The Federal Bureau of Investigation turned 108 this year, originally having been considered a reform of what the New York Times called a “tangle” of the Secret Service. “The plan is nothing less,” wrote the Times in 1908, “than the merging of the Secret Service and the detective agencies of all departments of the Government into a Bureau of Criminal Investigation, a sort of Federal police, to be incorporated under the Department of Justice.” Lest the notion of such a Federal force strike fear, the Christian Science Monitor cooed:
These employees of the government are not ‘police spies’ and should not be denominated as such even by those who entertain a passing resentment toward the system. In the great majority of cases they are simply confidential agents of the government, and their calling is just as legitimate as that of the confidential agents of corporate and private business concerns.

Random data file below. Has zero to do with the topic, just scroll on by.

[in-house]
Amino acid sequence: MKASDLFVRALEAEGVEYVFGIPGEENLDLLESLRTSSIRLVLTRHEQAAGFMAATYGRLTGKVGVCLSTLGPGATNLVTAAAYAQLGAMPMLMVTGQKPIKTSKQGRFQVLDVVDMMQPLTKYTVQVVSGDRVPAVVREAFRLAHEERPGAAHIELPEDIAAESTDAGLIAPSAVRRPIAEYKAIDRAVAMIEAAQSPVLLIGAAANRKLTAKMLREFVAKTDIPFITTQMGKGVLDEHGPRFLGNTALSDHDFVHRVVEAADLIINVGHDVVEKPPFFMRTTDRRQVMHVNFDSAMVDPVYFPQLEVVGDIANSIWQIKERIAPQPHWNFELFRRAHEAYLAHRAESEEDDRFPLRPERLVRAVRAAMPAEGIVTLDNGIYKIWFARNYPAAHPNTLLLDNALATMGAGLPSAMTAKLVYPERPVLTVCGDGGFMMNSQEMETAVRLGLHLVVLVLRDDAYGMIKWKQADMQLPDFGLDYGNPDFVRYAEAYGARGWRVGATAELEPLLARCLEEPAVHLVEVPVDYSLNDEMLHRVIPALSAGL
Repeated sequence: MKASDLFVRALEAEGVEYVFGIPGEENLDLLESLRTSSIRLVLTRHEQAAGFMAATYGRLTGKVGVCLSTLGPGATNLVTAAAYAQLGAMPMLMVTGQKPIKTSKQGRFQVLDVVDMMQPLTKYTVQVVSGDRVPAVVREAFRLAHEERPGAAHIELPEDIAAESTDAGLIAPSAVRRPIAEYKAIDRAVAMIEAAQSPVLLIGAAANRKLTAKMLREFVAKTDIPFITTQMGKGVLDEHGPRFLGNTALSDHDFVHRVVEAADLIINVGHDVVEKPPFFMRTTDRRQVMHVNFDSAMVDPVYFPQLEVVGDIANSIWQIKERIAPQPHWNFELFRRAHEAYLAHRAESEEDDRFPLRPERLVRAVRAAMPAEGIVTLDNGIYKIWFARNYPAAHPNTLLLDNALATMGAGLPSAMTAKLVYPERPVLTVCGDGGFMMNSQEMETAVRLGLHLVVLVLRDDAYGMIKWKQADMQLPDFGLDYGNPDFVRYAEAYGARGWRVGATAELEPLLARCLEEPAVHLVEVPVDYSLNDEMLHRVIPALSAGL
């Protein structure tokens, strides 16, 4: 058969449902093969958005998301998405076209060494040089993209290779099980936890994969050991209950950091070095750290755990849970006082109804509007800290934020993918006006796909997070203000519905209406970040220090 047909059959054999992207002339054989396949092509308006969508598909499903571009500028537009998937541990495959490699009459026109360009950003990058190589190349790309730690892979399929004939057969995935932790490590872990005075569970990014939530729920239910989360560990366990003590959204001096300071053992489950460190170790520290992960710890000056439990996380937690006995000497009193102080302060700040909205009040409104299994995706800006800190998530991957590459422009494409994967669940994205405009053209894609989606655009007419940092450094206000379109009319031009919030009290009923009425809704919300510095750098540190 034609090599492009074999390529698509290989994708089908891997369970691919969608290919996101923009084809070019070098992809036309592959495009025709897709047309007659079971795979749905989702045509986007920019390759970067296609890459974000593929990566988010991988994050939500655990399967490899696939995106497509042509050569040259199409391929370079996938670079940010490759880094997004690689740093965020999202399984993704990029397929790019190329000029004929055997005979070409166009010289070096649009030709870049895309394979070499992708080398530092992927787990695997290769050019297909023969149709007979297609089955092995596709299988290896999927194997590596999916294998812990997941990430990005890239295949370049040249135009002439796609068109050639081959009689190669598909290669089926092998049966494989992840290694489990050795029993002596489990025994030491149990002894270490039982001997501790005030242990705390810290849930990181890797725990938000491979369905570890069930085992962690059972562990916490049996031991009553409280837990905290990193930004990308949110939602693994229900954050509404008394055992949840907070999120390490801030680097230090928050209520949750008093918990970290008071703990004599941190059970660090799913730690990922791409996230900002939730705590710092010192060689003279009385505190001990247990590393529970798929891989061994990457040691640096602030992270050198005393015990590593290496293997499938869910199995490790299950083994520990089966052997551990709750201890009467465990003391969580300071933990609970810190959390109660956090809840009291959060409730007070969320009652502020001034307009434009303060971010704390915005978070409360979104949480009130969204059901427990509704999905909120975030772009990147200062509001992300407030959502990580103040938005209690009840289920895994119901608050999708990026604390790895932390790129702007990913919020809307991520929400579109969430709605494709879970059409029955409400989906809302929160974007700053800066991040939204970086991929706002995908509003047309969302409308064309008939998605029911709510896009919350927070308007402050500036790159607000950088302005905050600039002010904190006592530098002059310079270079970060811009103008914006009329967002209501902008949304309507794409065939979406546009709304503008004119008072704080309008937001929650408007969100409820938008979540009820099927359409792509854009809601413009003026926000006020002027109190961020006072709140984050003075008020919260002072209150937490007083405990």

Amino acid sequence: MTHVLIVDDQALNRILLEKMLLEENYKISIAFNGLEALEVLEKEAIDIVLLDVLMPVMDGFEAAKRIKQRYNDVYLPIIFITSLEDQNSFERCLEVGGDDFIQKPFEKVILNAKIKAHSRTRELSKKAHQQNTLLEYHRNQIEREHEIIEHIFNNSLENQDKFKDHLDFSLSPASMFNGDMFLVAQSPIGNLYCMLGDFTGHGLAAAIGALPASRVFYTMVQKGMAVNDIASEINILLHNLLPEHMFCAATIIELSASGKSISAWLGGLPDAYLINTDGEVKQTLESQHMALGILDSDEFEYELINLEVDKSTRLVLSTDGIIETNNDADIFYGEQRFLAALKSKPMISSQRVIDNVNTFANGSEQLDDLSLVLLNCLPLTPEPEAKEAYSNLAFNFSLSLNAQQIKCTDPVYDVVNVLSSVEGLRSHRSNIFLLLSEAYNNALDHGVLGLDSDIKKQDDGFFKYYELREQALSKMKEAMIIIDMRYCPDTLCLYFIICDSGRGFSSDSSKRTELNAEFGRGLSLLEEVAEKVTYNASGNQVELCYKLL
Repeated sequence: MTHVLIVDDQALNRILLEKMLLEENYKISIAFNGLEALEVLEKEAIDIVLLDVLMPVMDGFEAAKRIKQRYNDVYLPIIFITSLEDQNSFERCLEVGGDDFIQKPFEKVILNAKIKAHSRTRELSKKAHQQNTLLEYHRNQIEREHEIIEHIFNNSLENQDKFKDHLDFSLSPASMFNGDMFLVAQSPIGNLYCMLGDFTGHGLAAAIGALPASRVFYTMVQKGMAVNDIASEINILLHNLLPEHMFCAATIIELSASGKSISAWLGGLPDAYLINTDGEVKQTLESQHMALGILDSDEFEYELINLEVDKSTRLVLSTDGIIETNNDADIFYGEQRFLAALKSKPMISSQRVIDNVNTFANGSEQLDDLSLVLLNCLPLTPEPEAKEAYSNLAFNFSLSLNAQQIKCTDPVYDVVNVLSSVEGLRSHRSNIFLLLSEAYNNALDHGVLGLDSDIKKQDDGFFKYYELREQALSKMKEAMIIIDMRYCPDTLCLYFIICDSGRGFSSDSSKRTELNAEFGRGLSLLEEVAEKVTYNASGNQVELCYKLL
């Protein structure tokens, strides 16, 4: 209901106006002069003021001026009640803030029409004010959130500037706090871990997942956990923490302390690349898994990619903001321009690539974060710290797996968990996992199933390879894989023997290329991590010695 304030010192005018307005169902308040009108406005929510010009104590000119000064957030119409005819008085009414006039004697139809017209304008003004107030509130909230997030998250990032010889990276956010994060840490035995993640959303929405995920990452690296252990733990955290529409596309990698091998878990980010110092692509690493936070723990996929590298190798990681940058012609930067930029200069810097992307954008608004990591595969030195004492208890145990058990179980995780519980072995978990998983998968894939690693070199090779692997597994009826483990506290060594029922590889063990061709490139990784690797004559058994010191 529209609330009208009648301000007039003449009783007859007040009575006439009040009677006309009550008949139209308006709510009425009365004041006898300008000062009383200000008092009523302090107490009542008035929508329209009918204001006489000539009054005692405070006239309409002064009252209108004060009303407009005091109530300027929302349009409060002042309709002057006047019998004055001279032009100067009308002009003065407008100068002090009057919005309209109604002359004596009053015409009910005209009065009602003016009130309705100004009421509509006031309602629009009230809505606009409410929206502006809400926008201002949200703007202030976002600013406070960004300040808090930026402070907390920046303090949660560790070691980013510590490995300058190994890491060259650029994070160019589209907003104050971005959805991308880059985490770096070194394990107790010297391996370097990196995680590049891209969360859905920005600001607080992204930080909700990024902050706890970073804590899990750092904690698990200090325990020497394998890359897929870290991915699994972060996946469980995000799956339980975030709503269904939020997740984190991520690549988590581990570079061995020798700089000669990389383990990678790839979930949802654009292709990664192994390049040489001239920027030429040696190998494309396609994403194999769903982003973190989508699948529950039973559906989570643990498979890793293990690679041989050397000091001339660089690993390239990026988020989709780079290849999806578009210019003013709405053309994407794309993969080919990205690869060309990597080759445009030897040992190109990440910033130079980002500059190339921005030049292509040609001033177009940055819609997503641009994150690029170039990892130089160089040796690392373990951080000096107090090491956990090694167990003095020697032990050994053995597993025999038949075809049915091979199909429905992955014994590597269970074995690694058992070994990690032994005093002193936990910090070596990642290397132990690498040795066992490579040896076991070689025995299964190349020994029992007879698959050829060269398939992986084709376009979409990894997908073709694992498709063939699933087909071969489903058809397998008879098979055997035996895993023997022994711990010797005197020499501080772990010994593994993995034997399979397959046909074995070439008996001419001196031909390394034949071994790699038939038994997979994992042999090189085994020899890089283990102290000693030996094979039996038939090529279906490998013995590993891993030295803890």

People interested in what the FBI has been up to during the last century can browse its Vault, an online treasure trove of thousands of documents released either via Freedom of Information Act requests, or by the Bureau’s own largesse.
A sexually circumscribed stroll through The Vault’s index reveals files on several shady characters: Alfred Kinsey, Amelia Earhart, Alger Hiss, Bishop Fulton Sheen, Black Dahlia aka Elizabeth Short, Bayard Rustin, Bettie Page—that’s just the A’s and B’s. (All subjects are listed—but not precisely sorted—by first names.) The C’s are worth a gander, revealing the Bureau’s political inquiries: Cardinal Francis Spellman, Clark Gable, Carl Sagan, Casey Kasem, Christic Institute, César Chávez, Carl Sandburg, Coretta Scott King, COINTELPRO, and none other than Clyde A. Tolson—J. Edgar Hoover’s first mate in the FBI.
Vile Vault examines the FBI investigation of the Mattachine Society and ONE magazine. And the identity of a snitch.